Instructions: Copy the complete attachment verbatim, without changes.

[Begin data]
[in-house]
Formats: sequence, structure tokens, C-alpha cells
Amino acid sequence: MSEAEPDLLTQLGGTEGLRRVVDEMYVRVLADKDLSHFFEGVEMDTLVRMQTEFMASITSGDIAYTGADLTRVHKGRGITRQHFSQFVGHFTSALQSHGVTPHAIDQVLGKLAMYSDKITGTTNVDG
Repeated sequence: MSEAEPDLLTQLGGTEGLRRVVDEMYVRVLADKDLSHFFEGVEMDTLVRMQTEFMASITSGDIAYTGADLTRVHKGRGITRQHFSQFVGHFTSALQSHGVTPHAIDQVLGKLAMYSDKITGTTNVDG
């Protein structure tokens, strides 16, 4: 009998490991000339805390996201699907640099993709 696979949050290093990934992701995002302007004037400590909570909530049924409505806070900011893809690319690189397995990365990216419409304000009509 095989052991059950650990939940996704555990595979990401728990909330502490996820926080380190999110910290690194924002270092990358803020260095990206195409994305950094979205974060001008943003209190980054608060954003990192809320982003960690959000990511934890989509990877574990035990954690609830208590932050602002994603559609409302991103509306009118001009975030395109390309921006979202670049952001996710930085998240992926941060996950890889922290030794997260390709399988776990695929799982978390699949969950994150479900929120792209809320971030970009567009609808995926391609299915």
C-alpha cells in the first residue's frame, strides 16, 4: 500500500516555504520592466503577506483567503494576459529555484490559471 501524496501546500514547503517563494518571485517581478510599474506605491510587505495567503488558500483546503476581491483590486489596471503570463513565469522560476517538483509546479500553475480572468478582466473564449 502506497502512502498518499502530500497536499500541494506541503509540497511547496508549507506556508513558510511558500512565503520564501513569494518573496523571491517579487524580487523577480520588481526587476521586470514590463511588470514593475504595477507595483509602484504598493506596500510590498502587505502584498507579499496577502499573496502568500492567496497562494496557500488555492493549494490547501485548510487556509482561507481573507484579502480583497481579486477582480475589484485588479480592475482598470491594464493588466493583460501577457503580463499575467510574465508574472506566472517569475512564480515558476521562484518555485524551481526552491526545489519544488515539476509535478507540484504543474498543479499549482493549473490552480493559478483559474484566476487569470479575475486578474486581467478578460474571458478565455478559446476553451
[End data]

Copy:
[in-house]
Formats: sequence, structure tokens, C-alpha cells
Amino acid sequence: MSEAEPDLLTQLGGTEGLRRVVDEMYVRVLADKDLSHFFEGVEMDTLVRMQTEFMASITSGDIAYTGADLTRVHKGRGITRQHFSQFVGHFTSALQSHGVTPHAIDQVLGKLAMYSDKITGTTNVDG
Repeated sequence: MSEAEPDLLTQLGGTEGLRRVVDEMYVRVLADKDLSHFFEGVEMDTLVRMQTEFMASITSGDIAYTGADLTRVHKGRGITRQHFSQFVGHFTSALQSHGVTPHAIDQVLGKLAMYSDKITGTTNVDG
């Protein structure tokens, strides 16, 4: 009998490991000339805390996201699907640099993709 696979949050290093990934992701995002302007004037400590909570909530049924409505806070900011893809690319690189397995990365990216419409304000009509 095989052991059950650990939940996704555990595979990401728990909330502490996820926080380190999110910290690194924002270092990358803020260095990206195409994305950094979205974060001008943003209190980054608060954003990192809320982003960690959000990511934890989509990877574990035990954690609830208590932050602002994603559609409302991103509306009118001009975030395109390309921006979202670049952001996710930085998240992926941060996950890889922290030794997260390709399988776990695929799982978390699949969950994150479900929120792209809320971030970009567009609808995926391609299915």
C-alpha cells in the first residue's frame, strides 16, 4: 500500500516555504520592466503577506483567503494576459529555484490559471 501524496501546500514547503517563494518571485517581478510599474506605491510587505495567503488558500483546503476581491483590486489596471503570463513565469522560476517538483509546479500553475480572468478582466473564449 502506497502512502498518499502530500497536499500541494506541503509540497511547496508549507506556508513558510511558500512565503520564501513569494518573496523571491517579487524580487523577480520588481526587476521586470514590463511588470514593475504595477507595483509602484504598493506596500510590498502587505502584498507579499496577502499573496502568500492567496497562494496557500488555492493549494490547501485548510487556509482561507481573507484579502480583497481579486477582480475589484485588479480592475482598470491594464493588466493583460501577457503580463499575467510574465508574472506566472517569475512564480515558476521562484518555485524551481526552491526545489519544488515539476509535478507540484504543474498543479499549482493549473490552480493559478483559474484566476487569470479575475486578474486581467478578460474571458478565455478559446476553451